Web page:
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Date Permissions Signed


Date of Award


Document Type

Masters Thesis

Degree Name

Master of Science (MS)



First Advisor

Jantzen, Kelly J.

Second Advisor

Jantzen, McNeel

Third Advisor

Symons, Larry


Recent brain imaging studies have demonstrated that the mirror system, in addition to becoming active while viewing the actions of others, also responds to abstract visual and auditory stimuli associated with specific actions. Growing evidence suggests that such mappings are learned leading to the hypothesis that the motor system may respond to any stimuli strongly associated to a specific motor response. Reading sheet music is an excellent example in which musicians rapidly and automatically translate arbitrary visual symbols into music by a well practiced series of actions. Here we test the hypothesis that when musicians read sheet music an associated motor program is automatically recruited in the same way as when we observe the actions of others. Using EEG, we measured mu desynchronization in the alpha and beta bands of the sensorimotor cortex while musicians and non-musicians observed various music stimuli. Musicians showed significantly greater mu desynchronization than non-musicians in both alpha and beta bands when observing sheet music and musical performances. Our results demonstrate that mirror neuron activity is not restricted to motor acts and their consequences, suggesting that the symbolic representation of music and its performance activate the mirror neuron system. The implication of these findings is that the learning of a broad range of arbitrary sensorimotor mappings may be represented within the motor system and facilitated by the mirror neuron activity.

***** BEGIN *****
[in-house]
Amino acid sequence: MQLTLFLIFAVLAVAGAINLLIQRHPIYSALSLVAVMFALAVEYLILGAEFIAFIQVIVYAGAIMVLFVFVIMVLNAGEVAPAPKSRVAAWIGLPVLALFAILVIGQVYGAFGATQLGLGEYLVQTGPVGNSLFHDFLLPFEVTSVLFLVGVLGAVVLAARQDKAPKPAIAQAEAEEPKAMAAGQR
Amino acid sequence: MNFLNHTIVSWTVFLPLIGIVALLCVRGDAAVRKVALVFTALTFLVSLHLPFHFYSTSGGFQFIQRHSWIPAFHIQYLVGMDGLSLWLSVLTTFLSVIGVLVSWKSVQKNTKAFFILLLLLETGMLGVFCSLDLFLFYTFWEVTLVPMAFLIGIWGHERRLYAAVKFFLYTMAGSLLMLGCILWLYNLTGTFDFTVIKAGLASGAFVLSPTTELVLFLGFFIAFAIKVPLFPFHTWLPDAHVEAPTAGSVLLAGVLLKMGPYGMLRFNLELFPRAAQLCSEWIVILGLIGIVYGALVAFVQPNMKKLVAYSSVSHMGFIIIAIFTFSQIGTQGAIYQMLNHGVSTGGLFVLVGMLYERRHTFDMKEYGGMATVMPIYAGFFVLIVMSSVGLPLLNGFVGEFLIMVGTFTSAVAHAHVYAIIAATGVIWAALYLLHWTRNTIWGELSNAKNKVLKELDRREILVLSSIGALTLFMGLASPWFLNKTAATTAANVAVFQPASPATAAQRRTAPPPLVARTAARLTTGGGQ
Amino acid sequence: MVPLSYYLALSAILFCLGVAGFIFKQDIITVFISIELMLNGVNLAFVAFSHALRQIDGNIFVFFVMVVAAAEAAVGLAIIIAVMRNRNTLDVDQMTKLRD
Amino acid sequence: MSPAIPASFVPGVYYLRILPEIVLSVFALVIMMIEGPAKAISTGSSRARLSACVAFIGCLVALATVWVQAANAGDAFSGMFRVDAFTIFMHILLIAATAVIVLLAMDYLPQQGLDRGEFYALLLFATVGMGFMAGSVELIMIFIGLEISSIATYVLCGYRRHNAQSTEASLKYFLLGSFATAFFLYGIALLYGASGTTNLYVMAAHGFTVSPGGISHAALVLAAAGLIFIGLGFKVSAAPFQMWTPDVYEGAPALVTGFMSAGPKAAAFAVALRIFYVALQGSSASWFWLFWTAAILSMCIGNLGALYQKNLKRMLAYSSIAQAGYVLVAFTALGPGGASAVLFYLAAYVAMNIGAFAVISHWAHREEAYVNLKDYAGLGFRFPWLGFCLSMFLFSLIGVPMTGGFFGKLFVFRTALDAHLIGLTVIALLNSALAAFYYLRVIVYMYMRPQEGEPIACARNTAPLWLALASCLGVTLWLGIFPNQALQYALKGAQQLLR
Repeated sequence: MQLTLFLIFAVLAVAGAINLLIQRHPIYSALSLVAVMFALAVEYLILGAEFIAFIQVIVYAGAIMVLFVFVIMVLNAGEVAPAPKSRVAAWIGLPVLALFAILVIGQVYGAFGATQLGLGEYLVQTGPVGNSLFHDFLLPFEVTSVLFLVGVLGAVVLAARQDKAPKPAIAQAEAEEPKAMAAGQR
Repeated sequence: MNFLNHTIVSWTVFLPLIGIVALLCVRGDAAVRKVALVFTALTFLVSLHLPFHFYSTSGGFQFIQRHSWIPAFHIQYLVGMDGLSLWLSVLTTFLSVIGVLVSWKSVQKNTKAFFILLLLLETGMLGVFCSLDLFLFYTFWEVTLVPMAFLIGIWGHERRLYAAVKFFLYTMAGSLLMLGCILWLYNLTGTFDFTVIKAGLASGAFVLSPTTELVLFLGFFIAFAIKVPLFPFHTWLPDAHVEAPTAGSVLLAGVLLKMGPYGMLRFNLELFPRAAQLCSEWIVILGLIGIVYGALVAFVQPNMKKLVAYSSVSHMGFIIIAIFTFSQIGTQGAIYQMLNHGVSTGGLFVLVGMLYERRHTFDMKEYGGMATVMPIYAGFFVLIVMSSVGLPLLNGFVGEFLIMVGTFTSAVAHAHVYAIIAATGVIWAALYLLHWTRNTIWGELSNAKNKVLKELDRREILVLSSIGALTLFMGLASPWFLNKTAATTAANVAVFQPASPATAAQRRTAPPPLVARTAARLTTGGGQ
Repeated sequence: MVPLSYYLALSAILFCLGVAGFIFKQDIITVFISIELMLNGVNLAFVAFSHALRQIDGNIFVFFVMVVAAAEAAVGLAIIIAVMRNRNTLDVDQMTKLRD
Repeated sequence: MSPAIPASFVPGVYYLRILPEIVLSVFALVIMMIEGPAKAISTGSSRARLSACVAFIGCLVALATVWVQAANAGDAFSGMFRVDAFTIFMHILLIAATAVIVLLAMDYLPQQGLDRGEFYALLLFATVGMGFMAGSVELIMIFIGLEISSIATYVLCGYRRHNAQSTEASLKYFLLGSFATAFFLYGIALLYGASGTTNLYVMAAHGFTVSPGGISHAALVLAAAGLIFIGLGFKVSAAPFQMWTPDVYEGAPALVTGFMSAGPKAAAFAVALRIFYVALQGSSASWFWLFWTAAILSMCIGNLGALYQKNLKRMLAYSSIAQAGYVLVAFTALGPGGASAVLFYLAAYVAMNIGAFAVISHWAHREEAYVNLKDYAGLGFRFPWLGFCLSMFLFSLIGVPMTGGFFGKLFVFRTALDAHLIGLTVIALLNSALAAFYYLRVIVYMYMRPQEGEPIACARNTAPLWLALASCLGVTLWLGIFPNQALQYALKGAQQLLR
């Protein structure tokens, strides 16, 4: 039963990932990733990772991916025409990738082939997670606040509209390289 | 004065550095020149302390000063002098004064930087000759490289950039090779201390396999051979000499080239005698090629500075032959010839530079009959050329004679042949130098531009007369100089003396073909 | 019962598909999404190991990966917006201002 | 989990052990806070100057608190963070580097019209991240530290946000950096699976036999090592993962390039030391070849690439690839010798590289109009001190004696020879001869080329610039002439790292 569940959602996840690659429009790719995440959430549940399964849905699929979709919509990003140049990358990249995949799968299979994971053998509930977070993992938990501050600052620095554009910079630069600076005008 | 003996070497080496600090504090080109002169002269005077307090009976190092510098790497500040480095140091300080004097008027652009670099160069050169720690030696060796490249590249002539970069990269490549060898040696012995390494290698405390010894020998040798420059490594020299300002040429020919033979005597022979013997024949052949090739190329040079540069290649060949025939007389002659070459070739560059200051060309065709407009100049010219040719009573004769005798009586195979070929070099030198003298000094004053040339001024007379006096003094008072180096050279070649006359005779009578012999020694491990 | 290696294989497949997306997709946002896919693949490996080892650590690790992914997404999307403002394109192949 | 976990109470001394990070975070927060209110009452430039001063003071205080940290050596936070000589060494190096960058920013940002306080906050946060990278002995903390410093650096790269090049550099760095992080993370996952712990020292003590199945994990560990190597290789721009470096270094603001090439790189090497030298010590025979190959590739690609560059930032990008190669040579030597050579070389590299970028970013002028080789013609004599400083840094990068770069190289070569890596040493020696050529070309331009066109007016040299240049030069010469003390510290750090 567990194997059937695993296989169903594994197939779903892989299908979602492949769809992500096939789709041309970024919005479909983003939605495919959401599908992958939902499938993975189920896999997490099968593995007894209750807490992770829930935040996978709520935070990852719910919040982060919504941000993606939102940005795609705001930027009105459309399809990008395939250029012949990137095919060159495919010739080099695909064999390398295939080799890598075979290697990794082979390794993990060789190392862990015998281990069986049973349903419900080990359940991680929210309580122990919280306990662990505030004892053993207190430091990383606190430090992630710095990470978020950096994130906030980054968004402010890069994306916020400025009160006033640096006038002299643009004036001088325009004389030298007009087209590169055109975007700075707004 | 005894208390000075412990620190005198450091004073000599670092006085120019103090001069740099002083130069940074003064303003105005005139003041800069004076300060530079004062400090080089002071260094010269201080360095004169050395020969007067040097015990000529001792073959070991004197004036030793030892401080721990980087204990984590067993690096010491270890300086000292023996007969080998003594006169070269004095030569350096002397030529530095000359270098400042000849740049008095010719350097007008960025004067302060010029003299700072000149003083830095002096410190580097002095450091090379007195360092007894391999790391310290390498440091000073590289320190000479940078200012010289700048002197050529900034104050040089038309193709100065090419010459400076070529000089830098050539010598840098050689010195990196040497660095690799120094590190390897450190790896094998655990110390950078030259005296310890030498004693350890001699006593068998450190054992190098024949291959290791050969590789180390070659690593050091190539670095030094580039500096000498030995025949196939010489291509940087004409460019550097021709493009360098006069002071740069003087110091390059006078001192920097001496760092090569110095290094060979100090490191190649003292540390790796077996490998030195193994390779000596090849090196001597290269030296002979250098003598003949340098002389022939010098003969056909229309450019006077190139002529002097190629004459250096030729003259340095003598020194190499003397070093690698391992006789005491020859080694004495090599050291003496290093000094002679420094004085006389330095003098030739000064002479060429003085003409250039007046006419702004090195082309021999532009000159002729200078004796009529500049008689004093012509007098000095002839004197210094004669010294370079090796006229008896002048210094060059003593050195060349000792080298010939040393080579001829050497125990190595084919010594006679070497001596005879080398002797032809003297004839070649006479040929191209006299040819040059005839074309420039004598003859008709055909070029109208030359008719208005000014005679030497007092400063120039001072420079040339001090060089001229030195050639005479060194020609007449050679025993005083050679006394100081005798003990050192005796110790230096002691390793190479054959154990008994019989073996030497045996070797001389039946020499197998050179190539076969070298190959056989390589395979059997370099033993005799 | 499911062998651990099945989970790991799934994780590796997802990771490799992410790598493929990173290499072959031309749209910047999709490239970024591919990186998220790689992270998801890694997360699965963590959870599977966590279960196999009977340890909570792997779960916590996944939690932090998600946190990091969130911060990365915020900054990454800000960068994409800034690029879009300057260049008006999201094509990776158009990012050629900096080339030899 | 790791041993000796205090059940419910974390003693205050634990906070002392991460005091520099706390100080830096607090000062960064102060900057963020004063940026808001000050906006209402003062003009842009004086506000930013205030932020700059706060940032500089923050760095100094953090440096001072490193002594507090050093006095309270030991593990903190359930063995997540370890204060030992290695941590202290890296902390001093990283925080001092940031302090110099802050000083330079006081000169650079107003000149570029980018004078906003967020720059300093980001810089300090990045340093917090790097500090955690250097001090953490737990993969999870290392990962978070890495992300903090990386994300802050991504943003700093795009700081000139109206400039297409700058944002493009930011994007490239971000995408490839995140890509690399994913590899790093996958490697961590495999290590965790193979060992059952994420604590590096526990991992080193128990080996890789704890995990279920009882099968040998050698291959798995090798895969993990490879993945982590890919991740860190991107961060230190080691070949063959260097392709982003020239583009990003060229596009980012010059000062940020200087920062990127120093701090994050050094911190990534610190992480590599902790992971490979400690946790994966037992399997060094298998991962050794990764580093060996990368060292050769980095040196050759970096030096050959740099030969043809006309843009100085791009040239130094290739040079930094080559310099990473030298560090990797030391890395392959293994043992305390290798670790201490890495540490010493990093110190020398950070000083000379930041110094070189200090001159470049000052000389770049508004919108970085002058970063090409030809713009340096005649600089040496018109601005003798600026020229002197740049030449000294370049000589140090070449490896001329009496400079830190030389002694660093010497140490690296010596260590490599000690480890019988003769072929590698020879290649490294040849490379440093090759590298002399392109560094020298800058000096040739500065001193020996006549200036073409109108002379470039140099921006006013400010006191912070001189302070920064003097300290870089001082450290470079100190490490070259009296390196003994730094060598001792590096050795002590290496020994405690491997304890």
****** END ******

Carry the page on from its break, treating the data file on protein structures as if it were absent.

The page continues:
Western Washington University

OCLC Number


Subject – LCSH

Mirror neurons; Cognitive neuroscience




masters theses




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